Yager and Graska decided to develop a phone case that would hold and dispense birth control pills. This product was less expensive than their other ideas, and because the case wouldn’t come with the pills, it did not need FDA approval.

“We call it the lowest-hanging fruit,” Yager said. “So what’s that product or service that you could launch the quickest with the least amount of resources … and that was this one.”

The two started to develop the case, but neither of them had experience in design. That’s how Gleason, who was then an architecture student, got involved.

Yager and Gleason had a class together, and she asked him to sit in on a conference call with a manufacturer and not speak, but write Graska and Yager advice on a piece of paper if the manufacturer asked questions about the design.

“I started writing things down on a piece of paper, like, ‘Say this,’ and ‘Do this,’ Gleason said, laughing at the memory.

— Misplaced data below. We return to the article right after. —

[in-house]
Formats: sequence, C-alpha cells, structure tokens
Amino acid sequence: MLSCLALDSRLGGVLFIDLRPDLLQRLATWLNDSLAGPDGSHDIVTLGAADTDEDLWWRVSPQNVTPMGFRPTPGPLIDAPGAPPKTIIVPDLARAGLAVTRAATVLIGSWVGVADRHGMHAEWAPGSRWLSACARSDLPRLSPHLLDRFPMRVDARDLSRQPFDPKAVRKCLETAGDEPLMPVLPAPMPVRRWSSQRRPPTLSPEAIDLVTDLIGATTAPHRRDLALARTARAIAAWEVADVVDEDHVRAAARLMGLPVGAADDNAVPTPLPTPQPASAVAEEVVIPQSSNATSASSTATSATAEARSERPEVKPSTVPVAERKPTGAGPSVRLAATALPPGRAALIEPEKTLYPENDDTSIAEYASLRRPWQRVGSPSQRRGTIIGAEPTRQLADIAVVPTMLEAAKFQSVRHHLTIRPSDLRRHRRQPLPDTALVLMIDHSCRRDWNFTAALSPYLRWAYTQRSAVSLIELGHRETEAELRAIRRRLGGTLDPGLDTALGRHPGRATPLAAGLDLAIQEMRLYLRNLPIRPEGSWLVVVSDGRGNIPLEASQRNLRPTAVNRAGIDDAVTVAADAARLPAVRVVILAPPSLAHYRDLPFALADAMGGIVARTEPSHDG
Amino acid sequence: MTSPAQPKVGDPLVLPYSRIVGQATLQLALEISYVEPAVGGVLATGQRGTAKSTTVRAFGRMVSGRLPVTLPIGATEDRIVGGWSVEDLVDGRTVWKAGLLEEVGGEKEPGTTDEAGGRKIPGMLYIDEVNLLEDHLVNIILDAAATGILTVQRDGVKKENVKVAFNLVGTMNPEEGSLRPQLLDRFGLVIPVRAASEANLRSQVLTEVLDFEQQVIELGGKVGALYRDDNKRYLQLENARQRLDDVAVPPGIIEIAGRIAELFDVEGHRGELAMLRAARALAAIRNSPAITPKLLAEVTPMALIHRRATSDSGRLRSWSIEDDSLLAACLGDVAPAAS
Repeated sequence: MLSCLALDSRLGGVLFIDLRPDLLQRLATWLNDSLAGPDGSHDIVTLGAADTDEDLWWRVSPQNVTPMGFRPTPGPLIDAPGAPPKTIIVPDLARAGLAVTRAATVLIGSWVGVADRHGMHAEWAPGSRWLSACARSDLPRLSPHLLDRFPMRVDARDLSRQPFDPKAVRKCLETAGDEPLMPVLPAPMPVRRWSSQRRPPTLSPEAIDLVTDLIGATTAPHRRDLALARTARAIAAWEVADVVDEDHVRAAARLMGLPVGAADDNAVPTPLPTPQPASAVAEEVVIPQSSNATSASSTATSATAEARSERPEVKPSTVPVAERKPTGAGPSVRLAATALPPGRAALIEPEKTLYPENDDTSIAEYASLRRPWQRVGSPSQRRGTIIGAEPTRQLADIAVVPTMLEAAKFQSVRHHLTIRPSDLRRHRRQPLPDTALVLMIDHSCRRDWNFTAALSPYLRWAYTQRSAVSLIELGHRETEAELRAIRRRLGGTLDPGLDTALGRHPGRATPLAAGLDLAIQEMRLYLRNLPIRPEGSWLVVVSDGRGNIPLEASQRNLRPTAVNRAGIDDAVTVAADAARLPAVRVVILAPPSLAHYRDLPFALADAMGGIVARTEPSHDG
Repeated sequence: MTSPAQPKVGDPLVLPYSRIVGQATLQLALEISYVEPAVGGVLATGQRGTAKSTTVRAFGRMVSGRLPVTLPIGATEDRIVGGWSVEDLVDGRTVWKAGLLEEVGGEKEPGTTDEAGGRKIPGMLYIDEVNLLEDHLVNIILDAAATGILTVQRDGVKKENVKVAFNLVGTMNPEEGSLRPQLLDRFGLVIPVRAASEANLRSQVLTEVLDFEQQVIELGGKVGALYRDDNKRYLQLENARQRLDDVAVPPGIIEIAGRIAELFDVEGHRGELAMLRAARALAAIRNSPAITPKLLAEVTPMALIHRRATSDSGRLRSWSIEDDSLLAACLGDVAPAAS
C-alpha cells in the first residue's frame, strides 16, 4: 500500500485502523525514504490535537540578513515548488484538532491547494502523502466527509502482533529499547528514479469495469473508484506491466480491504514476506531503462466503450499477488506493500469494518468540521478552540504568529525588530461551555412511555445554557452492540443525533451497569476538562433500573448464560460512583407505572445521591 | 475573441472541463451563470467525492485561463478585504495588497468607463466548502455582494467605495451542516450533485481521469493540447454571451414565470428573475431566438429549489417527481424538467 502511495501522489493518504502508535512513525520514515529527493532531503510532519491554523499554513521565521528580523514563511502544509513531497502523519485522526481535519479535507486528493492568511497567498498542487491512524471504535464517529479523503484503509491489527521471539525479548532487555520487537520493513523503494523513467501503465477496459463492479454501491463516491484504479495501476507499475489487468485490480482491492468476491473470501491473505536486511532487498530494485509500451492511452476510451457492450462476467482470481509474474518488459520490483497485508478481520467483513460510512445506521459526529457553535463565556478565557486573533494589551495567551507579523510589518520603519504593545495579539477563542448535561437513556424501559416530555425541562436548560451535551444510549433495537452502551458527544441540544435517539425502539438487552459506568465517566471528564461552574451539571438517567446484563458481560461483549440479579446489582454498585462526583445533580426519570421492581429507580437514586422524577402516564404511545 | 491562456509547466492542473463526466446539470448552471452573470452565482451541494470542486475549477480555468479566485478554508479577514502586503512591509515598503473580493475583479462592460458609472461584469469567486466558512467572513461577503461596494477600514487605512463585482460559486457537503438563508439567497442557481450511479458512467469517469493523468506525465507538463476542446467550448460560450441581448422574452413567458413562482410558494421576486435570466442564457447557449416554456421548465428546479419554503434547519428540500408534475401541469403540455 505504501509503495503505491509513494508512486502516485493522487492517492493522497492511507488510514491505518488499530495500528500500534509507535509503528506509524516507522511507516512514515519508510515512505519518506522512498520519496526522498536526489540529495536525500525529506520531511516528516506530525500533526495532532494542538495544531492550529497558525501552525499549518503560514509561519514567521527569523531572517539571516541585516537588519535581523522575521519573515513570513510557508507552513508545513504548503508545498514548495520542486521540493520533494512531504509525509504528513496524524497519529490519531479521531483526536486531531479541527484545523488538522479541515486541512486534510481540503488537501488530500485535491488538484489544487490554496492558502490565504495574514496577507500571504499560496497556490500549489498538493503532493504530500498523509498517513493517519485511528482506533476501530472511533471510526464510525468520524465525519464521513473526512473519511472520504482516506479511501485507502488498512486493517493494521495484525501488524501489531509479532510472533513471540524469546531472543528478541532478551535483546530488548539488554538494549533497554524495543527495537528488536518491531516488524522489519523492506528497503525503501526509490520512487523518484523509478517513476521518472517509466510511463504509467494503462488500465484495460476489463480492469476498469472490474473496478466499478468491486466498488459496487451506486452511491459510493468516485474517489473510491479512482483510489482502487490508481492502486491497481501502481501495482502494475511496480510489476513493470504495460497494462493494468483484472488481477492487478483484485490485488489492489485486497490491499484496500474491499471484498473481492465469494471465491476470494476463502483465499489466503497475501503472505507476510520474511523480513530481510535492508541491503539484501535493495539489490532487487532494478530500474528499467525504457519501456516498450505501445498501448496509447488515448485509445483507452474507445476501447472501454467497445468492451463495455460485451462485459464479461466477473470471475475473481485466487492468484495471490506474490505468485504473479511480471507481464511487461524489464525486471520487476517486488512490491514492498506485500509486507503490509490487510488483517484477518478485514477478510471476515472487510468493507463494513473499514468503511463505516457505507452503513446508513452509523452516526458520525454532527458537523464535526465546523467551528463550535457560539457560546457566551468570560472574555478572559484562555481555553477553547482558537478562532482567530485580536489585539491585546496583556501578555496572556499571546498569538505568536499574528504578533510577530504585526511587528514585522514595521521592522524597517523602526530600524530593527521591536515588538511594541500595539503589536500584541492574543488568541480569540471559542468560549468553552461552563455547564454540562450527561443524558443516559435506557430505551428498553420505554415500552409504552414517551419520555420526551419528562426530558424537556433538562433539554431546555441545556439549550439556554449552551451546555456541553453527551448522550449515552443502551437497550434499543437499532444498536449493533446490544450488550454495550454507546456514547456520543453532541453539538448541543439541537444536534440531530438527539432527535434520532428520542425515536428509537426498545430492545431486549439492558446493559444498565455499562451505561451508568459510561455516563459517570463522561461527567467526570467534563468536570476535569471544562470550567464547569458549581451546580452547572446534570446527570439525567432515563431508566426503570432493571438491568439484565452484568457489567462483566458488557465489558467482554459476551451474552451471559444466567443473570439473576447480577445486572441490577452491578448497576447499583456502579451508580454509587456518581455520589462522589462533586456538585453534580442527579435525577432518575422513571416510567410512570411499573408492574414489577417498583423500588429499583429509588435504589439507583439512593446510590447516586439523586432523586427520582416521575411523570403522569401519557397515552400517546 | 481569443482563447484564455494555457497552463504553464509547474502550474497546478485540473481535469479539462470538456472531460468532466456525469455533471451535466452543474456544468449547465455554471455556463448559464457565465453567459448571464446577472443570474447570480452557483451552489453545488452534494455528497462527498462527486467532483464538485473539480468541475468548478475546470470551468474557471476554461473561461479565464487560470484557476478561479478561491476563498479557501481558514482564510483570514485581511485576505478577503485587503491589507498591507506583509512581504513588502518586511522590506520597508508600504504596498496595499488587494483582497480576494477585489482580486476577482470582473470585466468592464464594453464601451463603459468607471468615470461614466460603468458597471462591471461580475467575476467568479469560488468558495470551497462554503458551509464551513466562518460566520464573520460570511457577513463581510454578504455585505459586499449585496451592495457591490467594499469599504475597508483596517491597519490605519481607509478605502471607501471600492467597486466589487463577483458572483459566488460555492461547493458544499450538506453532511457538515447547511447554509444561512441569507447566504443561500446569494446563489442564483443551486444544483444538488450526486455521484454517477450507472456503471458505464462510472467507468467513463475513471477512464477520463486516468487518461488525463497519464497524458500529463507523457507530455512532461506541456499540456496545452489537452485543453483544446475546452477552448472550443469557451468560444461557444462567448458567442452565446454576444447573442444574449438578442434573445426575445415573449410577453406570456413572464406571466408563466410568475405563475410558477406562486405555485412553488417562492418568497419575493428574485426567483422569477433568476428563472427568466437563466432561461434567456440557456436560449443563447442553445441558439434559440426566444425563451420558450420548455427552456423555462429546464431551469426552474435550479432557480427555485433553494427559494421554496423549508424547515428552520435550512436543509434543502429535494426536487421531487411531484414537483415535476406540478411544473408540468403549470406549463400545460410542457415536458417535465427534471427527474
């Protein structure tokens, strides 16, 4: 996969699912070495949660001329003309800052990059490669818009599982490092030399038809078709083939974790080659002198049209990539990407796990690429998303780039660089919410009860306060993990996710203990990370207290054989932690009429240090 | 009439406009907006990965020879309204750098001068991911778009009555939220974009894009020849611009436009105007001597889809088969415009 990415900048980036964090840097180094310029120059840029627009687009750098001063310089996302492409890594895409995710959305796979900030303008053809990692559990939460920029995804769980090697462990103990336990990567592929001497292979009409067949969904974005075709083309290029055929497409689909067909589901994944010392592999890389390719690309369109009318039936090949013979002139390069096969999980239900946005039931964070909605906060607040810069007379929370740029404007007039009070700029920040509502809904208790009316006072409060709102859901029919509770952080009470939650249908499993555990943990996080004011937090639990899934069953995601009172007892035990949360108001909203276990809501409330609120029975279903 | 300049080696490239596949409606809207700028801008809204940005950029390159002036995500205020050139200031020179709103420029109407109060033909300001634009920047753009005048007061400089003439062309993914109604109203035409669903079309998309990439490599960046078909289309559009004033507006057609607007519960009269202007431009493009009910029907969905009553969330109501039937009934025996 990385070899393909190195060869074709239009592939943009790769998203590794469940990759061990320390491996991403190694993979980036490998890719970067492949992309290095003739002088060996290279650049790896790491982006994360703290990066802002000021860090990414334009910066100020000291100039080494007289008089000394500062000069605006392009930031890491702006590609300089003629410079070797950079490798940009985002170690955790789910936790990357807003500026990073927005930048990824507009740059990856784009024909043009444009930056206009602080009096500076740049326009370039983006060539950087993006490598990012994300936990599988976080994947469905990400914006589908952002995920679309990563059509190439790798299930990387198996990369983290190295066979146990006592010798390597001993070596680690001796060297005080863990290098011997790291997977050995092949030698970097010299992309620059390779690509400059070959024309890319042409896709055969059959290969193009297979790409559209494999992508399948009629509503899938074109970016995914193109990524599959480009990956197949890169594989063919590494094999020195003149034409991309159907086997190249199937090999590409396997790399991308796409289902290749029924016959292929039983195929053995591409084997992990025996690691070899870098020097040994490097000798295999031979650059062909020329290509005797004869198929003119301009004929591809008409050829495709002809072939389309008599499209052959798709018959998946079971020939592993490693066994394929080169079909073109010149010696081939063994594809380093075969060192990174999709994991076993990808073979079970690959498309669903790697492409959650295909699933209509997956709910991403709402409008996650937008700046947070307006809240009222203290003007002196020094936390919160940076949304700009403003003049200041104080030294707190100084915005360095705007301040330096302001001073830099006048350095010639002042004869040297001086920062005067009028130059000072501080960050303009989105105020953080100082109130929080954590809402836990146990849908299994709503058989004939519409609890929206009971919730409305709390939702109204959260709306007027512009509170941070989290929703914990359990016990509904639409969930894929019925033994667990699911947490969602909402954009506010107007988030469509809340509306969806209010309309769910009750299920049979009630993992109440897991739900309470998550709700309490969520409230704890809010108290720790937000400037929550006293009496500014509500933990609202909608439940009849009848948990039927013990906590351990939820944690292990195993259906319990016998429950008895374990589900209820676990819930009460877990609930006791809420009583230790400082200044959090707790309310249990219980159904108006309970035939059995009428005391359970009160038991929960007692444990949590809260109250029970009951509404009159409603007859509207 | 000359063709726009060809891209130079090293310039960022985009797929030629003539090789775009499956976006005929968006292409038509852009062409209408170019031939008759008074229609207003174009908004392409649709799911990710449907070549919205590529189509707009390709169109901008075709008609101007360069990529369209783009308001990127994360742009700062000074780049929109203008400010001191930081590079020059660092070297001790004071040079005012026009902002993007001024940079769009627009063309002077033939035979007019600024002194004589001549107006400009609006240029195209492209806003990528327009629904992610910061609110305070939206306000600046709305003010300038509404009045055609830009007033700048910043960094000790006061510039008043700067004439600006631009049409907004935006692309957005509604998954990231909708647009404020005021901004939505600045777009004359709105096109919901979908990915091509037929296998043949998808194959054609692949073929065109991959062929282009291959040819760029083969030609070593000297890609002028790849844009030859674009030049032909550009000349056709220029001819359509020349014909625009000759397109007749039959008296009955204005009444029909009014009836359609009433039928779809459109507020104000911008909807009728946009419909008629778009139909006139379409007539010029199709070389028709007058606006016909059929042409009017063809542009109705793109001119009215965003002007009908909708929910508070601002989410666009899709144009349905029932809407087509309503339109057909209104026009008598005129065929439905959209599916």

After that, the three became business partners. Graska had a medical background from studying cellular and molecular biology; Yager was an entrepreneurship major with business experience and public speaking talents; and Gleason had the computer skills and design background to make a physical product.

Together, they created a prototype and named it Alula.

The name has several different meanings — first, Gleason said, it is feminine-sounding, as it ends with an “A.” It is spelled the same way forward and backward, which represents a menstrual cycle.

In addition, it is five letters, like the five petals on one of Alula’s design elements, a flower, signifying the tagline “forget-mew-not.” After the name was picked, the team realized the word is part of a bird’s wing that helps it fly, which further became part of the branding strategy.

Since the lightbulb first went off back in 2015, the product has dazzled judges at countless pitch competitions, sparked investments and grants for the team and lit the way for these three alumni in their early careers.

Not every single person they’ve encountered has been on board, though.